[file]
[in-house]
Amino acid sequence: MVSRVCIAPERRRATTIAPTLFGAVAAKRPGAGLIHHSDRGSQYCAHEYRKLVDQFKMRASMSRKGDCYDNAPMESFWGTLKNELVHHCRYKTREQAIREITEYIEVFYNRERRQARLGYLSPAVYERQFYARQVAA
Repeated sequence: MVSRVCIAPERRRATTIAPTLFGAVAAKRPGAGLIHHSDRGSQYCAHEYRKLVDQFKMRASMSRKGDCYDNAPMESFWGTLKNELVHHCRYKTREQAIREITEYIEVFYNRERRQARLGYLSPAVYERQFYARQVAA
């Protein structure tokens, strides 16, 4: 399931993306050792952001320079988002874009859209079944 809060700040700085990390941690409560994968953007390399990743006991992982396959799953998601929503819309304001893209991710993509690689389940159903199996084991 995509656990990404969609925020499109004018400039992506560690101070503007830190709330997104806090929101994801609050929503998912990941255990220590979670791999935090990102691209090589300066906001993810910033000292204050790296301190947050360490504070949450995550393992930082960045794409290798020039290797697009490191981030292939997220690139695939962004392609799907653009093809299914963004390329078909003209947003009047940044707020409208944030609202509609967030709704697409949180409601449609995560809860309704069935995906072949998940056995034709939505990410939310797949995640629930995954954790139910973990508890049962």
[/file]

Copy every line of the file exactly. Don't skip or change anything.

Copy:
[in-house]
Amino acid sequence: MVSRVCIAPERRRATTIAPTLFGAVAAKRPGAGLIHHSDRGSQYCAHEYRKLVDQFKMRASMSRKGDCYDNAPMESFWGTLKNELVHHCRYKTREQAIREITEYIEVFYNRERRQARLGYLSPAVYERQFYARQVAA
Repeated sequence: MVSRVCIAPERRRATTIAPTLFGAVAAKRPGAGLIHHSDRGSQYCAHEYRKLVDQFKMRASMSRKGDCYDNAPMESFWGTLKNELVHHCRYKTREQAIREITEYIEVFYNRERRQARLGYLSPAVYERQFYARQVAA
């Protein structure tokens, strides 16, 4: 399931993306050792952001320079988002874009859209079944 809060700040700085990390941690409560994968953007390399990743006991992982396959799953998601929503819309304001893209991710993509690689389940159903199996084991 995509656990990404969609925020499109004018400039992506560690101070503007830190709330997104806090929101994801609050929503998912990941255990220590979670791999935090990102691209090589300066906001993810910033000292204050790296301190947050360490504070949450995550393992930082960045794409290798020039290797697009490191981030292939997220690139695939962004392609799907653009093809299914963004390329078909003209947003009047940044707020409208944030609202509609967030709704697409949180409601449609995560809860309704069935995906072949998940056995034709939505990410939310797949995640629930995954954790139910973990508890049962």